When you invest money in the stock market, there’s an emotional attachment that people have. You’ve saved diligently to build up your retirement and invest, and no one wants to lose money.
Unfortunately, markets have ebbs and flows where you can see your portfolio rise and fall.
Since March 2020, the markets have really rebounded. Investors are nervous about the right time to sell. When you dig into the news, you’ll see the market hitting record highs and many people think that now is just a good time to sell.
The market has to come down eventually, right?
Well, not necessarily.
The Market is High: Should I Get Out?
Markets are rising daily, and the media’s job is to promote this all of the time. When people hear “new highs,” they get concerned that the market will burst. However, you make money on new highs.
Ideally, the market will continue to rise and make your portfolio grow.
Sadly, there’s no way to predict whether now is a good time to sell based on a market high. Guessing what the market may do is almost impossible. For example, due to politics, many investors assume that a new president will cause the market to tank, and it won’t.
What we do is:
- Analyze the data
- Make informed decisions
In our business, we try to keep stress low by using the data we have to make smarter decisions.
For example, many people will follow the “buy and hold” philosophy of investing. Essentially, a person will invest in a stock, or many, and hold on to the stock for the long-term. If the stock falls, the person holds.
If the market crashes, the person holds.
Unfortunately, if you’re close to or in retirement, it can be very stressful to find yourself in this situation. When your portfolio takes a dive and you’re not working anymore, it can be very troubling to see the value of your portfolio fall 40% or 50%.
Instead, we look at bonds, stock and cash as if they were in a race.
Stocks only lose the race if they’re falling. In a good market, stocks will build higher value than bonds, CDs and other investment vehicles. When our indicators show that stocks are slowing, we like to reallocate investments into bonds or cash, depending on how the market is for each.
You won’t keep your money in cash for a year or two – it’s a short-term process.
The 2020 market dip is a prime example of how we reallocate your investments to save you money.
What Happened in 2020?
Due to global uncertainty, stocks started to fall. Our indicators predicted this, so we adjusted the portfolios for our clients to take their money out of stocks and put them into bonds. Unfortunately, the bond market also started to fall, so we went to the next best thing: cash.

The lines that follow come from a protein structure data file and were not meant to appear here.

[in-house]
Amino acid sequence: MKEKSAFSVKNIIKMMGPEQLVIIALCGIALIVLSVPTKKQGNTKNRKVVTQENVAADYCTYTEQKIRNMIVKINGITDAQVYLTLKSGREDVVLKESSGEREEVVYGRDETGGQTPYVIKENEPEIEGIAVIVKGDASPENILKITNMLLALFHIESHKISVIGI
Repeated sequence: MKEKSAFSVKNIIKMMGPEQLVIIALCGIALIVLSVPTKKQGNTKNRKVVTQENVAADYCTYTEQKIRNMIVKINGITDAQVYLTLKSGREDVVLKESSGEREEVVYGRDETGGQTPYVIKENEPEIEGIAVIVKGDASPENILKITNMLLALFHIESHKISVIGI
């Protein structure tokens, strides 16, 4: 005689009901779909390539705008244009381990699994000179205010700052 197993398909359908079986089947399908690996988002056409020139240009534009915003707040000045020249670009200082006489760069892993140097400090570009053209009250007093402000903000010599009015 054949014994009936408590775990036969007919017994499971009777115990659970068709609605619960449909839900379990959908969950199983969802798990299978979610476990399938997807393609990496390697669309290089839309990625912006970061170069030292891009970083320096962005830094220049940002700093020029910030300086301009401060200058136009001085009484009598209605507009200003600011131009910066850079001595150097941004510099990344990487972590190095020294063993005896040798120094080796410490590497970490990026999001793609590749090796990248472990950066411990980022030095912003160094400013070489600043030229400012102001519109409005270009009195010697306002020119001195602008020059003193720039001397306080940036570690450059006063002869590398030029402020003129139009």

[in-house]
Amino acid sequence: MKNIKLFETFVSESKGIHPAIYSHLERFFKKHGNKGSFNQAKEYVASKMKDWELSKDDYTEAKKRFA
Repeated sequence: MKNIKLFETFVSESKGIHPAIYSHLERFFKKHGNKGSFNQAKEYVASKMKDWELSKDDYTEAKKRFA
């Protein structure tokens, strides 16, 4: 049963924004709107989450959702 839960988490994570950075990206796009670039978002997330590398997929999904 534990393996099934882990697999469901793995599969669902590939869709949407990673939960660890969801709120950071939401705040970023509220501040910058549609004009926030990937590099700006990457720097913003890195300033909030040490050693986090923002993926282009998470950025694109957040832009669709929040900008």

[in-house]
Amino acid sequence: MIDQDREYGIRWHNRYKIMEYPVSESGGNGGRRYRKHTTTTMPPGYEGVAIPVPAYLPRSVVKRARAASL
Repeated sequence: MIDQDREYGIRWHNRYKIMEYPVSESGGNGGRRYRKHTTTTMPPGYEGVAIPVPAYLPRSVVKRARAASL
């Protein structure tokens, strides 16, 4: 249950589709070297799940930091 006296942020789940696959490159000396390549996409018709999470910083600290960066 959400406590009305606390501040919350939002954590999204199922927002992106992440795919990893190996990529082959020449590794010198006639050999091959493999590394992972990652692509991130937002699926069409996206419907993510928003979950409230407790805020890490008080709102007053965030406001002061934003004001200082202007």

In our most aggressive portfolio, we stopped losses at 9%.
Cash didn’t lose or gain value, so it remained steady while the stock market fell 34% during the same period.
We sat on the sidelines with cash for about 40 days before we felt investing in the market was the right choice. The numbers told us that the market was rising, and by the end of the year, the market rose 17%.
Due to these key changes, our growth portfolio rose 19% rather than taking a massive loss as other portfolios saw.
Emotional Toll on Retirees
Our clients are either nearing retirement or in retirement already. When you’ve worked hard your entire life, you don’t want to stress about losing all or part of your retirement fund overnight.
Our active approach uses numbers rather than emotion to invest.
Using numbers is an analytical approach, and it eases the toll on retirees because it empowers these individuals to make smart money moves. Our data showed that in 2020, small businesses were really struggling and that large companies, like Amazon and Zoom, were propping up the market.
Technology stocks also kept the market afloat because everyone was working from home.
Fast-forward to 2021, and the data showed that the market shifted to small- and medium-cap stocks. Again, the data helped us adjust our clients’ portfolios to continue growing their retirement with as little stress and worry as possible.
So, Should You Sell in a High Market?
Not necessarily. Guessing is too risky because you can guess correctly or incorrectly. Instead, we recommend looking at the data. For example, you may remember the news was doom and gloom, but the market rose.
Do not listen to the media when it comes to the market.
The media is driven by emotion. If you do listen to the news to make your investment choices, we almost recommend investing in the opposite direction that the media outlets are reporting.
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